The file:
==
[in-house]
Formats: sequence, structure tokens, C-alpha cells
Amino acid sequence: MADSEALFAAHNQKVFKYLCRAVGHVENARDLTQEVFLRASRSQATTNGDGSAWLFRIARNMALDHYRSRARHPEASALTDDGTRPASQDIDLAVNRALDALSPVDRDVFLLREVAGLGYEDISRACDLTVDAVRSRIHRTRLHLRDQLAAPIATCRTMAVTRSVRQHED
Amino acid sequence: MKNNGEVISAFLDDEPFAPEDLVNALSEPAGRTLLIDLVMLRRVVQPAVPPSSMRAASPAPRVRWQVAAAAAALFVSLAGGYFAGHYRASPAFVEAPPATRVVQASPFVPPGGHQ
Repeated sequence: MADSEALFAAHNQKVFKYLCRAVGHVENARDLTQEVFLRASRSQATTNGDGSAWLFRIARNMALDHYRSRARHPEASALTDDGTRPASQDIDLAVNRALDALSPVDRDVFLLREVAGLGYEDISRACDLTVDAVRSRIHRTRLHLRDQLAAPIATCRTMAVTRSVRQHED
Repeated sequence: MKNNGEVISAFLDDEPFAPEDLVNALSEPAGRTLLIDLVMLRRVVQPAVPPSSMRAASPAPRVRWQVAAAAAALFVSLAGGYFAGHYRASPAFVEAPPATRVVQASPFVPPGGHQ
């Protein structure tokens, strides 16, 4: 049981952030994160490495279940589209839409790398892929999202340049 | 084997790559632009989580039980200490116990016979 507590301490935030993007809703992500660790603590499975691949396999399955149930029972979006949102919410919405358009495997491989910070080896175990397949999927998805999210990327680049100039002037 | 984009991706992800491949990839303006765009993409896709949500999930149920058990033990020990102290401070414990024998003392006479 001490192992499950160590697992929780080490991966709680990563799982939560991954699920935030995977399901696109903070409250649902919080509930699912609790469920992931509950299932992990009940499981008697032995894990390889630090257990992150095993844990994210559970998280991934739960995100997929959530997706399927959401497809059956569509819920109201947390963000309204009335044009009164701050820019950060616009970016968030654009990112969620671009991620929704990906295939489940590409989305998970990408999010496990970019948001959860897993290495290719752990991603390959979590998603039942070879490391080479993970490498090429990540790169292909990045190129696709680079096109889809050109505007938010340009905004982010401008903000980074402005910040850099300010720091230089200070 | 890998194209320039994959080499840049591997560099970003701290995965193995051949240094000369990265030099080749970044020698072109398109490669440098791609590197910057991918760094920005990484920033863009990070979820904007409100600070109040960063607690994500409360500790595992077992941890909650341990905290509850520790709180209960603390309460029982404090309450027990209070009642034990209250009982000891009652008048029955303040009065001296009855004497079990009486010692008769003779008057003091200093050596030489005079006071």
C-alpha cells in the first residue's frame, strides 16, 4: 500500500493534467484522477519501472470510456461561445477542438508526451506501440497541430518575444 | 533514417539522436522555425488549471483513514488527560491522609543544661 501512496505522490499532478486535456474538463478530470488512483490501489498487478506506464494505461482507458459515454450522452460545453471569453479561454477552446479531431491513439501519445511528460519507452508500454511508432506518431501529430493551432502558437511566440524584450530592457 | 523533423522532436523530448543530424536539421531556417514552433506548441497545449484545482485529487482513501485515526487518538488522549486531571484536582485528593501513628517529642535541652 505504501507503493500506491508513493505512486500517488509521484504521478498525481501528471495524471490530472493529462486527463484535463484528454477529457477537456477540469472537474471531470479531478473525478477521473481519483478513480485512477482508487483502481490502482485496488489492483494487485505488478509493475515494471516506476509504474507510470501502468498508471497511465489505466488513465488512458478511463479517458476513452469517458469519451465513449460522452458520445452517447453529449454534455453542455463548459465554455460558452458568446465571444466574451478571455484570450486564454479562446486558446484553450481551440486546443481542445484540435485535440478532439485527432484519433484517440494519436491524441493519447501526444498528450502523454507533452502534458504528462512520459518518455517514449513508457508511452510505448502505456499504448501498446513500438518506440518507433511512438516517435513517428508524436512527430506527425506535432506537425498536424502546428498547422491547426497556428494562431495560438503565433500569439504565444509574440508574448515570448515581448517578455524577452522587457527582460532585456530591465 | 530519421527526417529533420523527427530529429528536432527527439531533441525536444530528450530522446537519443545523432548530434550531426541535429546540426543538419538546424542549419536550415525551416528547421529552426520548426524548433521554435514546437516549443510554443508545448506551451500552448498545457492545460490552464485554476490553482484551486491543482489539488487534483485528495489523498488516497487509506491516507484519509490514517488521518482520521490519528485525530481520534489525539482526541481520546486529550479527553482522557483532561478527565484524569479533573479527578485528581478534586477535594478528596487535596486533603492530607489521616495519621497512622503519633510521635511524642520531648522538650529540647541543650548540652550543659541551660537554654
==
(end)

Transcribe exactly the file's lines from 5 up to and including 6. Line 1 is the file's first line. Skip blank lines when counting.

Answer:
Repeated sequence: MADSEALFAAHNQKVFKYLCRAVGHVENARDLTQEVFLRASRSQATTNGDGSAWLFRIARNMALDHYRSRARHPEASALTDDGTRPASQDIDLAVNRALDALSPVDRDVFLLREVAGLGYEDISRACDLTVDAVRSRIHRTRLHLRDQLAAPIATCRTMAVTRSVRQHED
Repeated sequence: MKNNGEVISAFLDDEPFAPEDLVNALSEPAGRTLLIDLVMLRRVVQPAVPPSSMRAASPAPRVRWQVAAAAAALFVSLAGGYFAGHYRASPAFVEAPPATRVVQASPFVPPGGHQ